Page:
Is Israel forbidding a poet from receiving family visits in prison?

Palestinian poet Dareen Tatour is being imprisoned in an all-women security ward in northern Israel.

By Yoav Haifawi

Palestinian poet Dareen Tatour (right) seen with MK Haneen Zoabi in Nazareth Magistrate’s Court after the former is sentenced to five months, including time served, for a poem she wrote on Facebook. (Oren Ziv/Activestills.org)
Palestinian poet Dareen Tatour (right) seen with MK Haneen Zoabi in Nazareth Magistrate’s Court after the former is sentenced to five months, including time served, for a poem she wrote on Facebook. (Oren Ziv/Activestills.org)

The Israel Prison Services (IPS) are preventing Palestinian poet Dareen Tatour, who was sentenced last month to five months imprisonment for incitement to violence, from receiving family visits, say her family members.

Tatour, who was convicted over poems and statuses she published on her personal Facebook page, was sent to a special ward for Palestinian women security prisoners in Damoun Prison on August 8th. Female security prisoners — as all Palestinian security prisoners — have no right to a telephone, no access to social workers that may help to handle sensitive personal problems, and do not undergo a rehabilitation process to prepare them for life after prison. Even meetings with attorneys must be held through a glass partition.

Tatour, 36, hails from the village of Reineh near Nazareth. She was arrested on October 15, 2015 after publishing a number of poems on her Facebook page, including “Qawem Ya Sha’abi, Qawemhum” (“Resist my people, resist them”).

That poem was published in 2015 (read an English translation here) at the height of Palestinian protests across Israel and the West Bank and during a wave of so-called lone-wolf stabbing and vehicular attacks against Israeli security forces and civilians, largely in Jerusalem and Hebron.

She spent three months in jail before being placed under house arrest. Tatour’s house arrest, which began in January 2016, included various restrictions. At first she was held at her brother’s home who lives in Kiryat Ono, a suburb of Tel Aviv. Only after a legal struggle was she permitted to return to her parents’ home in Reineh, near Nazareth. Her family was forced to disconnect the internet at home, and Dareen was forbidden from using the computer. For months she was forced to walk around with an ankle monitor.

Her case drew international attention, including a global campaign for her release. In July 2016, over 150 literary icons, including Alice Walker and Dave Eggers, signed a letter in solidarity with Tatour, calling Tatour’s imprisonment “part of a larger pattern of Israeli repression against all Palestinians.” Over 1,000 Israelis signed a petition in August 2017 demanding she be freed.

Damoun Prison is located on Mount Carmel, in a place that served before 1948 as a tobacco warehouse for the Palestinian Karaman family. In 2000 the Israel Prisons Authority admitted that Damoun was not suitable for human habitation and shut it down. However, shortly after the outbreak of the Second Intifada that same year, Damoun was reopened as a prison for incarcerating “illegal aliens” — Palestinians from the occupied West Bank who cross the separation wall without a permit in search of work. Later on, more Palestinian prisoners were brought to Damoun, including a new special section for female prisoners.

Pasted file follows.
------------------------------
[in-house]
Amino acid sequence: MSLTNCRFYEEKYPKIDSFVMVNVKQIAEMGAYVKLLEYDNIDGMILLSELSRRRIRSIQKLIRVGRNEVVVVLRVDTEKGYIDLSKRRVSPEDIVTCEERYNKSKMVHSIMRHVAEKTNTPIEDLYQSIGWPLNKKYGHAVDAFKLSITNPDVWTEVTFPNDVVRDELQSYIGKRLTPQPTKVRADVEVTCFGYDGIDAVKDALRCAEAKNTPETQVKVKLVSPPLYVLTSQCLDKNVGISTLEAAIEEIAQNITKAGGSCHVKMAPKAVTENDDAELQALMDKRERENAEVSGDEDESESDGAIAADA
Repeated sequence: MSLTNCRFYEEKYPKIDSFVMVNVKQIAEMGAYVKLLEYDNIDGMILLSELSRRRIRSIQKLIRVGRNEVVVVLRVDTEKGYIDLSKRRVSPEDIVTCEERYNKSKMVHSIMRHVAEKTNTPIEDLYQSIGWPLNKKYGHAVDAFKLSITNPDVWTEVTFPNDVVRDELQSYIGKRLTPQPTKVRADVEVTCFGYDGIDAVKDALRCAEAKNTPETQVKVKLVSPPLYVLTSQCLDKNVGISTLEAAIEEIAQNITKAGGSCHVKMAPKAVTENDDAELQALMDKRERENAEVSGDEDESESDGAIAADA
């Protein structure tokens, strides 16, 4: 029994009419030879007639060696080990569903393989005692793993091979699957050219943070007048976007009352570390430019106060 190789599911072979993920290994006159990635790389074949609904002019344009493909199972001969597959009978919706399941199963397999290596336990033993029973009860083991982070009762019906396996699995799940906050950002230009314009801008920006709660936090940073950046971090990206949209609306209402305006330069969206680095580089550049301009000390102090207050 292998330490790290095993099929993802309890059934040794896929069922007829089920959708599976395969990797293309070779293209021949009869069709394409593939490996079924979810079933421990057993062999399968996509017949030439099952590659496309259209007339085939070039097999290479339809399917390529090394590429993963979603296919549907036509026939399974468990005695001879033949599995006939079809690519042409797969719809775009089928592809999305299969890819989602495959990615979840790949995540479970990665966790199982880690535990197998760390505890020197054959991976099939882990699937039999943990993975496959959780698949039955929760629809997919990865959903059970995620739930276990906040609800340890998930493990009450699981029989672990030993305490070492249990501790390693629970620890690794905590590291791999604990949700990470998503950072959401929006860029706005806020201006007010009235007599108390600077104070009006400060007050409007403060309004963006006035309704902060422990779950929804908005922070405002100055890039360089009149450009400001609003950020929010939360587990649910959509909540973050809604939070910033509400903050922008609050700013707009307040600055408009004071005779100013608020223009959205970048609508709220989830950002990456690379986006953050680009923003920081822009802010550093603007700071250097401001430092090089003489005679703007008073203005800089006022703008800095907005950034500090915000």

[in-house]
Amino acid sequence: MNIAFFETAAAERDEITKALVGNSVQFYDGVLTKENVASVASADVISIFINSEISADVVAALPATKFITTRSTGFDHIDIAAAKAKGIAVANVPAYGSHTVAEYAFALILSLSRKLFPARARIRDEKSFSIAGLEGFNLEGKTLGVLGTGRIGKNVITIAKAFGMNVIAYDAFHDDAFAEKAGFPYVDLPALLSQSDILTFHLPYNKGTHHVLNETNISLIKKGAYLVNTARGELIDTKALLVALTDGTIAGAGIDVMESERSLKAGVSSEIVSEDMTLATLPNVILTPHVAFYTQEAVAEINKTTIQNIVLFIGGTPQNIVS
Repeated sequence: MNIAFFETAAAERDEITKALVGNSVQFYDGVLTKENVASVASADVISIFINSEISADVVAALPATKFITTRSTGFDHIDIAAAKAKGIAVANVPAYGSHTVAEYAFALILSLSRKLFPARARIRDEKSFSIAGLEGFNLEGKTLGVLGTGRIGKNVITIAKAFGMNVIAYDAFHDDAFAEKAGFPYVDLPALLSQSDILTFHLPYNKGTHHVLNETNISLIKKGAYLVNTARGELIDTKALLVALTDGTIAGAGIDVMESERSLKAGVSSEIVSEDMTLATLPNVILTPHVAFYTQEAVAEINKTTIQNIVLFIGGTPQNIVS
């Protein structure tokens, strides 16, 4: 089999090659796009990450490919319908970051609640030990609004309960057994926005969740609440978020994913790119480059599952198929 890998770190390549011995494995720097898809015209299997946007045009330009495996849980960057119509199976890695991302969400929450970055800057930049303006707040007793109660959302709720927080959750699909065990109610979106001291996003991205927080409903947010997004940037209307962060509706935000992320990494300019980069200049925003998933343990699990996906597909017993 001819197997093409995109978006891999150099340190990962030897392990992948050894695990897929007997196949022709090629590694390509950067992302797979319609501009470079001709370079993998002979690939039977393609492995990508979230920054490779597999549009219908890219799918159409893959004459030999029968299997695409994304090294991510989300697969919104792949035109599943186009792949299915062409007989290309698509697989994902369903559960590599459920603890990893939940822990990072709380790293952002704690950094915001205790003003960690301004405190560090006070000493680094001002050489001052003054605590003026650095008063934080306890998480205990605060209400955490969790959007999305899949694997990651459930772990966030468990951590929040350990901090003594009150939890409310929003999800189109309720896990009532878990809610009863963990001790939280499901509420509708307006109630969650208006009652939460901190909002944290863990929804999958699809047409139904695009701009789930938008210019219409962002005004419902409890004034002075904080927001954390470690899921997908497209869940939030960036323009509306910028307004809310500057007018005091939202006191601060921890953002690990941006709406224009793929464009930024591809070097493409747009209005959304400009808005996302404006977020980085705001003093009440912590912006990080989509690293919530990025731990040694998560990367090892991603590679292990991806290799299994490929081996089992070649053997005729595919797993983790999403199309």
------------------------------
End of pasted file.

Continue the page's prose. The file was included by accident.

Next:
Tawfiq Tatour, father of Palestinian poet Dareen Tatour, who was arrested and put under house arrest, demonstrates for her release at Jaffa’s Clock Tower Square, June 26, 2016. (photo: Haim Schwarczenberg)
Tawfiq Tatour, father of Palestinian poet Dareen Tatour, who was arrested and put under house arrest, demonstrates for her release at Jaffa’s Clock Tower Square, June 26, 2016. (photo: Haim Schwarczenberg)

Tawfiq Tatour, Dareen’s father, says that when Dareen entered the detention center, he entered with her, bringing along a bag of clothes that she had prepared in advance. After Dareen was taken away, the guards told him to wait until they checked the bag. After a long wait, they returned the bag full and swollen. He does not know which contents, if at all, were allowed in.

Tawfiq recounted how after Dareen’s initial arrest in October 2015, when she was taken from her home in the middle of the night without any extra clothes, she spent many days under interrogation before the family was allowed to bring in clothes. But now, as she entered prison after being sentenced, they did not expect that such a basic issue like having proper clothes would be a problem.

Visits to security prisoners, the family was informed, can only be arranged by fax. They should submit the visitors’ names and wait for approval. For “security” prisoners only first-degree relatives are allowed to apply for permission to visit. Dareen’s father told me how he sent a request for a visit and received a negative answer: “She does not deserve a visit.” Again, no explanation was given. Several additional requests were not answered at all.

On August 22, Tawfiq drove to Damoun, despite knowing he could not visit Dareen, hoping, at least, to be allowed to deliver some clothes. The guard at the gate refused his request, as well as his request to speak to the officer in charge.

Prior to the publication of this article, we sent several queries to the IPS. They stated that “according to the Prisons Service Ordinance, it is permitted to authorize visits to convicted prisoners at the end of three months from the day they enter the prison.” Lawyers who are familiar with the issue from their routine work say that this is not the usual practice and that visits usually start around two weeks after the prisoner begins serving of the sentence.

Yoav Haifawi covered the Dareen Tatour trial and more on his blog, Free Haifa.